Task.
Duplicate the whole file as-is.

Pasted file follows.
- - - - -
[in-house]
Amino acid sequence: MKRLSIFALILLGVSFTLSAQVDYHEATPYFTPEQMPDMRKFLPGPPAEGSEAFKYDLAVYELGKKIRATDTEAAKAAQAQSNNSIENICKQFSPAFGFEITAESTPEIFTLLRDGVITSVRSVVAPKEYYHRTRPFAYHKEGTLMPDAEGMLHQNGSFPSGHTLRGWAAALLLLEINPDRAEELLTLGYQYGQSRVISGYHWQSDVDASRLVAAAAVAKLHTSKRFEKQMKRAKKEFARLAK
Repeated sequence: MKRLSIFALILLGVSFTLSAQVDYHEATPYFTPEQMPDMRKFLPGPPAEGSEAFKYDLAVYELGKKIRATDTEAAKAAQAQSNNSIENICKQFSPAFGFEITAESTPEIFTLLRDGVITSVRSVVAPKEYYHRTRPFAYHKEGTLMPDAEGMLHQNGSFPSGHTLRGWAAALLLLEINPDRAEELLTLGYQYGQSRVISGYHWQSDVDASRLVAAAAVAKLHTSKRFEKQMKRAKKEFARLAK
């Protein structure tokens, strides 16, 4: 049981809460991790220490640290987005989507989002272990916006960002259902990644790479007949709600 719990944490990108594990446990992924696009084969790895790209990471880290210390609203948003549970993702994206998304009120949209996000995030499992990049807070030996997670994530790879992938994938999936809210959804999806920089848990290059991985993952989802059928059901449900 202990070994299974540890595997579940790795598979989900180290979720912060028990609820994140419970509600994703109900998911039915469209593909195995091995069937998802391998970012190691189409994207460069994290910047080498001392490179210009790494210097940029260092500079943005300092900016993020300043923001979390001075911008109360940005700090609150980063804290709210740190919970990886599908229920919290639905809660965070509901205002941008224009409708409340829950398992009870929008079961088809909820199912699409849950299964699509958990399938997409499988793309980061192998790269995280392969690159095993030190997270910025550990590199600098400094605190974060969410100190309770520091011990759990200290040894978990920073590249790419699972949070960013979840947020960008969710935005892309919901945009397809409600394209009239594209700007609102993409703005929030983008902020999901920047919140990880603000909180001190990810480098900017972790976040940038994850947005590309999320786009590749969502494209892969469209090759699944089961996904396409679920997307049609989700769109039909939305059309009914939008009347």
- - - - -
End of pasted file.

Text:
[in-house]
Amino acid sequence: MKRLSIFALILLGVSFTLSAQVDYHEATPYFTPEQMPDMRKFLPGPPAEGSEAFKYDLAVYELGKKIRATDTEAAKAAQAQSNNSIENICKQFSPAFGFEITAESTPEIFTLLRDGVITSVRSVVAPKEYYHRTRPFAYHKEGTLMPDAEGMLHQNGSFPSGHTLRGWAAALLLLEINPDRAEELLTLGYQYGQSRVISGYHWQSDVDASRLVAAAAVAKLHTSKRFEKQMKRAKKEFARLAK
Repeated sequence: MKRLSIFALILLGVSFTLSAQVDYHEATPYFTPEQMPDMRKFLPGPPAEGSEAFKYDLAVYELGKKIRATDTEAAKAAQAQSNNSIENICKQFSPAFGFEITAESTPEIFTLLRDGVITSVRSVVAPKEYYHRTRPFAYHKEGTLMPDAEGMLHQNGSFPSGHTLRGWAAALLLLEINPDRAEELLTLGYQYGQSRVISGYHWQSDVDASRLVAAAAVAKLHTSKRFEKQMKRAKKEFARLAK
């Protein structure tokens, strides 16, 4: 049981809460991790220490640290987005989507989002272990916006960002259902990644790479007949709600 719990944490990108594990446990992924696009084969790895790209990471880290210390609203948003549970993702994206998304009120949209996000995030499992990049807070030996997670994530790879992938994938999936809210959804999806920089848990290059991985993952989802059928059901449900 202990070994299974540890595997579940790795598979989900180290979720912060028990609820994140419970509600994703109900998911039915469209593909195995091995069937998802391998970012190691189409994207460069994290910047080498001392490179210009790494210097940029260092500079943005300092900016993020300043923001979390001075911008109360940005700090609150980063804290709210740190919970990886599908229920919290639905809660965070509901205002941008224009409708409340829950398992009870929008079961088809909820199912699409849950299964699509958990399938997409499988793309980061192998790269995280392969690159095993030190997270910025550990590199600098400094605190974060969410100190309770520091011990759990200290040894978990920073590249790419699972949070960013979840947020960008969710935005892309919901945009397809409600394209009239594209700007609102993409703005929030983008902020999901920047919140990880603000909180001190990810480098900017972790976040940038994850947005590309999320786009590749969502494209892969469209090759699944089961996904396409679920997307049609989700769109039909939305059309009914939008009347």